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How Expensive Should A Kid's First Car Be?

If you've got spawn, then this is a question that's been revving in your head
by Ash Mahinay | May 22, 2018
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There's nothing like the memories you can create with your first car. The ultimate enabler, the freedom you have is only limited by your imagination and amount of gas money. Not every parent can sleep peacefully knowing their kid may be careening down an empty road at night but others prefer that thought to subjecting them to the waking nightmare that is commuting in the Philippines. What to give your raging teenager is often split into two schools of thought though: old and busted or new hotness?

There's always the “free” pre-existing family car, but not all of us have a spare lying around for them to get their filthy hands on so it's off to buy and sell groups! There are also a unique set of lessons to be learned by going high or low with the amount you spend on a kid's first ride—moms and dads out there, where do you think they should start?

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Below P50,000

The price range that gets you cars kindly described as “needs work” or honestly as “a piece of shit.” It is guaranteed to build character and resilience because it will lose aircon, get a flat, be unable to open (or close!) a window and other fun stuff that happens when you drive a heap on wheels that cost around fifty grand. Another positive is that your teen will “start from the bottom” and not develop a driver's ego because he or she will be in something borderline embarrassing to look at. It's also cheap to fix whenever they wreck something too.


This is the price range where you end up with a car that may be valuable enough to actually care for. For a kid who is into cars, you can find a good project for them like a classic Corolla or Civic—two cars that you can readily stick an oversized muffler and some sick mags on and generally make presentable with some elbow grease and inspiration. Since it isn't a total beater, you can reasonably expect this to last your child until they start work and even beyond. So is it the best value proposition then?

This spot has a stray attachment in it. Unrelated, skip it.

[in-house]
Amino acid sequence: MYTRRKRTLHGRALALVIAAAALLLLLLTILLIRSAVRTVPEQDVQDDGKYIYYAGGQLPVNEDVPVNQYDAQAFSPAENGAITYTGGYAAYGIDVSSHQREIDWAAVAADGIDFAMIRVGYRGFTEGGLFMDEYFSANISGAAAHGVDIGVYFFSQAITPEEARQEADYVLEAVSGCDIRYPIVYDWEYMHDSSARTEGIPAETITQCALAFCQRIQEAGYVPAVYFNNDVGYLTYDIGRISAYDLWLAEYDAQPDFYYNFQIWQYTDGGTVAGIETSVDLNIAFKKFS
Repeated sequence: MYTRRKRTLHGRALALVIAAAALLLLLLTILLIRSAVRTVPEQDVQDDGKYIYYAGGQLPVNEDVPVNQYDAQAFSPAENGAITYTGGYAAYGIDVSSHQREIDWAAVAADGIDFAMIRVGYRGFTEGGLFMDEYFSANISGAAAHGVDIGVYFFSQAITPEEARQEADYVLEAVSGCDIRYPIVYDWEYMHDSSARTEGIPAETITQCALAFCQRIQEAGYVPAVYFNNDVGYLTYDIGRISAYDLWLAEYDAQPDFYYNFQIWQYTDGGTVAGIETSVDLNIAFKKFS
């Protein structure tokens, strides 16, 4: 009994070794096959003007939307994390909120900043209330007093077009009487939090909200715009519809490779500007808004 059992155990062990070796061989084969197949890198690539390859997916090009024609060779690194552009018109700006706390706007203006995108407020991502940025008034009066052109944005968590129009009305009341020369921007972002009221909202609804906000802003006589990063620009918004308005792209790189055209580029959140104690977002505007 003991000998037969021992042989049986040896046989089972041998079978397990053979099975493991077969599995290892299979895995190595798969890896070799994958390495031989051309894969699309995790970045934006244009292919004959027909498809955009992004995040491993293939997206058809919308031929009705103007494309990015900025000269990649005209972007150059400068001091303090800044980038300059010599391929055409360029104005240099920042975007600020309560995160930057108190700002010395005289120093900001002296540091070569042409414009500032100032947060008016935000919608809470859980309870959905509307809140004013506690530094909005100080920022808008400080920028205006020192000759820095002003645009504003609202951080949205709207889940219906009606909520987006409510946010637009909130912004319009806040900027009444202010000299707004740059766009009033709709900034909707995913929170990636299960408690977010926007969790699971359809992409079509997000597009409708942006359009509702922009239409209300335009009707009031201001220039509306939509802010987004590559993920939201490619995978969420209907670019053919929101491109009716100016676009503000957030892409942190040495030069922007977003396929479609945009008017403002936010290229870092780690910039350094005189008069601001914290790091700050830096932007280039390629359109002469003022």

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Step up to around three stacks and you can start thinking about a mid-2000's depreciation special. It'll be reasonably modern, common, and just beginning to show the niggly little problems of age, meaning the maintenance costs (that you, as a parent, will obviously shoulder) shouldn't be too bad just yet. If you want them to have a relatively hassle-free life, this is where you land. It's also a not trivial amount to put out, so they better damn appreciate and take care of it.

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Photo by Toyota



Let's jump ahead a bit to new (small) car territory. You have a whole world of used options at this price point, but it's also when you can consider buying a brand new vehicle outright. The biggest pitfall may be that gifting them a new whip will lead to them missing the crucial experience of “working hard to earn something nice.” Older people will spit and claim that in their day, they had to make do with a piece of shit (see #1)! Peers will inevitably think of them as spoiled brats. They will be safe and sound car-wise though, and free from hassle outside their own teenage stupidity. But you could've totally just bought a new car for yourself instead too, you know?


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